The 2026 second-rounder the Heat acquired in the trade will be the least favorable of the Thunder’s, Mavericks’, and Sixers’ second-rounders that year, according to the Heat’s announcement.

Oklahoma City ended Mamadi Diakite‘s 10-day contract a day early in order to complete the trade, per the team. It’s not yet clear if the Thunder plan to hang onto Okpala, tweets Joe Mussatto of The Oklahoman.

1:50pm: The Heat have traded forward KZ Okpala to the Thunder in exchange for a 2026 second-round pick, Miami announced today (via Twitter).

While the Thunder, who have a massive collection of future draft picks, can certainly afford to give up a ’26 second-rounder, we’ll have to wait for their official announcement to see if there are protections on the pick or if the Heat are sending out any cash in the deal, since Okpala’s trade value is presumably limited.

The 32nd overall pick in the 2019 draft out of Stanford, Okpala has appeared in just 63 games across three seasons for Miami. In 2021/22, he has averaged 3.7 PPG and 2.0 RPG in 21 contests (11.6 MPG). Okapala hasn’t played since December due to a wrist injury. He’ll be eligible for restricted free agency at season’s end.

By moving Okpala, the Heat, who had been right up against the luxury tax line, open a second spot on their 15-man roster and now should be in a comfortable position to promote Caleb Martin from his two-way contract.

Miami may wait until after Thursday’s trade deadline to make that move in order to maximize its roster and financial flexibility. But it’s a safe bet Martin will be added to the 15-man roster sooner or later. If they don’t make any other trades, the Heat could go shopping on the buyout market with their other roster opening.

Heat Notes: Martin, Knight, Okpala, Yurtseven

Heat two-way forward Caleb Martin, who had been in the health and safety protocols since December 11, was back with the team on Thursday night, seated behind the bench, as Ira Winderman of The South Florida Sun Sentinel tweets.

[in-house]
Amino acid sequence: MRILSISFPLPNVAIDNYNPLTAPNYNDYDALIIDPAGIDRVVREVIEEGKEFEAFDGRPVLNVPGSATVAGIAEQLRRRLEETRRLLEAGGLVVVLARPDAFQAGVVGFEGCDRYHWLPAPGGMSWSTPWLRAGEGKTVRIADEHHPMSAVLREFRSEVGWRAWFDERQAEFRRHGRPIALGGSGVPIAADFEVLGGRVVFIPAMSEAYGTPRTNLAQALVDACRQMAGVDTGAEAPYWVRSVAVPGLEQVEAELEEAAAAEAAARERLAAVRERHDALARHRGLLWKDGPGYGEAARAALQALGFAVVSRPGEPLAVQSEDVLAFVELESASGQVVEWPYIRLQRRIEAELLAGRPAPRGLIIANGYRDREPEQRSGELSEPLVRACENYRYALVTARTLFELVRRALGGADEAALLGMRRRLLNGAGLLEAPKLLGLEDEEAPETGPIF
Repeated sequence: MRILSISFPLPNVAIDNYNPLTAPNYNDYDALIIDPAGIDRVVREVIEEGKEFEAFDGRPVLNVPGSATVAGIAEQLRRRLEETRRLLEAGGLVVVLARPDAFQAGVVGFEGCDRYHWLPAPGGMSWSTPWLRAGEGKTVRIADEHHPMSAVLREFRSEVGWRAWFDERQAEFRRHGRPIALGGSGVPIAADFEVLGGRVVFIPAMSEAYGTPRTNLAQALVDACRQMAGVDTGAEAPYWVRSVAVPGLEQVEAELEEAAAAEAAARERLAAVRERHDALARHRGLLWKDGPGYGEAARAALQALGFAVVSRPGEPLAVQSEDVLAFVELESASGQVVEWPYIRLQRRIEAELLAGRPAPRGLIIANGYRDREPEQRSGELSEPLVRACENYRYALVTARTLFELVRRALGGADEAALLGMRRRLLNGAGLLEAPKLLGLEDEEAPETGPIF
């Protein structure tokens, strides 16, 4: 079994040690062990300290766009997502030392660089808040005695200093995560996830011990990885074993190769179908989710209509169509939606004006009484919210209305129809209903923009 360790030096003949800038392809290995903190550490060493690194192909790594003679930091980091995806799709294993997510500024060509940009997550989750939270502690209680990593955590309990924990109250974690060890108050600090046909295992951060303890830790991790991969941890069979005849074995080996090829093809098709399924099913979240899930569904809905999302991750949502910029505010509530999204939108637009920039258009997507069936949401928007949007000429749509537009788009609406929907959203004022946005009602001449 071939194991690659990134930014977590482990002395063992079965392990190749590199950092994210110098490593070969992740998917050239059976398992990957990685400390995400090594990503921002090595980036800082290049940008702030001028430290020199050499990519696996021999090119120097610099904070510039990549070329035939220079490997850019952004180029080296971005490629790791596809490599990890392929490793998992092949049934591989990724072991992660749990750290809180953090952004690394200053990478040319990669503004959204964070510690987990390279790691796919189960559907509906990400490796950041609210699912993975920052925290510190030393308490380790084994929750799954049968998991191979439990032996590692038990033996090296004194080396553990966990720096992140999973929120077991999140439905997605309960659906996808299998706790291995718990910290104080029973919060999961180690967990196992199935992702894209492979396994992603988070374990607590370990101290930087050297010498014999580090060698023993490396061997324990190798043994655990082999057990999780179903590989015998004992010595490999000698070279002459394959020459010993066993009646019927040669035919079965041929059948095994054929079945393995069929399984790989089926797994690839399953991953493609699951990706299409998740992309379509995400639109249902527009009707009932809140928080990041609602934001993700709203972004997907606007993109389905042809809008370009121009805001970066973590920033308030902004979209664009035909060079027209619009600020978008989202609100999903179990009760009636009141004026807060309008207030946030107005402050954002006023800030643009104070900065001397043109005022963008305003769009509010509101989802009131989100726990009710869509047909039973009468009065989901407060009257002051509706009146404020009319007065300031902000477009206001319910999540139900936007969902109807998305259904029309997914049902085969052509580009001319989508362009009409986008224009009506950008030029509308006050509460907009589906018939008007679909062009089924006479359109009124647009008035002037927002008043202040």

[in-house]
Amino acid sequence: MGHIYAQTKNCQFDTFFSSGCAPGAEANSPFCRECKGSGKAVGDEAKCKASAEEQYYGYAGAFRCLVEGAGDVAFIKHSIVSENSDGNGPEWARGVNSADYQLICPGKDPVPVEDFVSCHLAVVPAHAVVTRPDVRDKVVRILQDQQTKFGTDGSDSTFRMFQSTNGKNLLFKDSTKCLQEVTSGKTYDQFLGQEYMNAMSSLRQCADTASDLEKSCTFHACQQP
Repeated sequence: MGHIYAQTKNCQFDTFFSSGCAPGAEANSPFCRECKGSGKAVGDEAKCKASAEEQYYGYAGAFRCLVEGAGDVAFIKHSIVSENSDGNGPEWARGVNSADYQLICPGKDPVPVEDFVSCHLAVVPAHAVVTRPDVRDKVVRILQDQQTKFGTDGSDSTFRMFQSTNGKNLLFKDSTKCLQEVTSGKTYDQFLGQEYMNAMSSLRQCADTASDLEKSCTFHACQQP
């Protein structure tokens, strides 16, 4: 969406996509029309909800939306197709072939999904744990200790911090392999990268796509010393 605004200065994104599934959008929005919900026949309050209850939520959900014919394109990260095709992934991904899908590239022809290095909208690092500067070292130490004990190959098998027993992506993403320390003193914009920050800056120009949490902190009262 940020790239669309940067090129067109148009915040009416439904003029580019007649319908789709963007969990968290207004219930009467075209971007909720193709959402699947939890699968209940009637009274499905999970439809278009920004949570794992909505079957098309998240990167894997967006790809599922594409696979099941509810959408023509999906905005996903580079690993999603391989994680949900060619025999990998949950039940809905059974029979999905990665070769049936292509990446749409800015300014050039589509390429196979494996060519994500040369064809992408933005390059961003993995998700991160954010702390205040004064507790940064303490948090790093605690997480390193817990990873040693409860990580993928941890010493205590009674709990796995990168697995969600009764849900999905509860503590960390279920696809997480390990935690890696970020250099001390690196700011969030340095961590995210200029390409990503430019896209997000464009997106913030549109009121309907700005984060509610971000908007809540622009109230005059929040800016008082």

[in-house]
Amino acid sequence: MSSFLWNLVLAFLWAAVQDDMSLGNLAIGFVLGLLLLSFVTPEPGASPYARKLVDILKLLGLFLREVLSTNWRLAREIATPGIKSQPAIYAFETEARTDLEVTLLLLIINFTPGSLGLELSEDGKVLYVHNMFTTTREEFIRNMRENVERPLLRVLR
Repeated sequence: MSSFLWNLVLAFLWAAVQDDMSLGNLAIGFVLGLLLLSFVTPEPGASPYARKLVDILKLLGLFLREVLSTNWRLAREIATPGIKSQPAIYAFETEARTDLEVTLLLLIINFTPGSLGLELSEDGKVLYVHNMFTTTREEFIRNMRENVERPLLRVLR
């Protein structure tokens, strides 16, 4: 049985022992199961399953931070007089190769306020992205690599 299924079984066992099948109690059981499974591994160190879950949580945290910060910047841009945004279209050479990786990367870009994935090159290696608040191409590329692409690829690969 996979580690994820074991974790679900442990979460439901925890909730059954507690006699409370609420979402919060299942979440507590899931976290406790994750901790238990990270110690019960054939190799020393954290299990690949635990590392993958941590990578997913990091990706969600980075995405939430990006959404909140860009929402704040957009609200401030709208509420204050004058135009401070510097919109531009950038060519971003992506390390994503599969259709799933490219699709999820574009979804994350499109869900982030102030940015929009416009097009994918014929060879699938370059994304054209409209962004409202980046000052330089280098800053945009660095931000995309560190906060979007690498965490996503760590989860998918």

A short-ramp up period may be necessary for Martin, who will have to pass cardiac tests before being cleared to return to the court. But it’s good news for both him and the Heat that he’s no longer quarantining and appears to be on the verge of reentering the rotation.

While Miami has had to deal with several injuries in recent weeks, Martin is the only player the team has had to place in the COVID-19 protocols so far this month.

Here’s more on the Heat:

  • The new roster rules that eliminate the 50-game limit for players on two-way contracts is welcome news for the Heat, since Martin has been among the NBA’s most productive two-way players so far this season and has already appeared in 23 games. However, as Barry Jackson and Anthony Chiang of The Miami Herald write, the Heat still may have to make a decision on Martin later in the season, since two-way players remain ineligible for the playoffs. The team has an open spot on its 15-man roster for now, but figures to explore the buyout market in February.
  • Head coach Erik Spoelstra confirmed to reporters on Thursday that the Heat couldn’t have signed Brandon Knight via a hardship exception when Martin was in the protocols, since a replacement for a two-way player can’t have more than three years of NBA service (Twitter link via Chiang). Knight had been playing for Miami’s G League affiliate, but was called up by Dallas while the Heat signed forward Zylan Cheatham to a 10-day deal.
  • Although the Heat would obviously prefer to have a fully healthy roster, the silver lining is that little-used players like KZ Okpala and Omer Yurtseven are gaining valuable experience by being thrust into rotation roles, Chiang writes for The Miami Herald. “I know it’s a tough time of the season right now,” Udonis Haslem said. “We got a lot of injuries, but we’re banking a lot of equity right now with our younger guys getting experience. I think when we get back healthy, it’s only going to help us.”

Heat Notes: Robinson, Martin, Dedmon, Okpala

Despite his shooting percentages decreasing so far this season, Heat swingman Duncan Robinson is still vital to the team’s offensive gameplan, Anthony Chiang of the Miami Herald writes.

As Chiang notes, Robinson has made just 33% of his threes, but his impact goes far beyond the accuracy. Since he shot 45% in 2019/20 and 41% in 2020/21, teams fear his ability to hit outside shots, which opens up driving lanes and spreads the floor for other players.

“He doesn’t have to make shots,” teammate Max Strus explained. “Obviously, he wants to shoot better. But just him being on the floor spaces the floor so much for us because guys aren’t going to help off of him.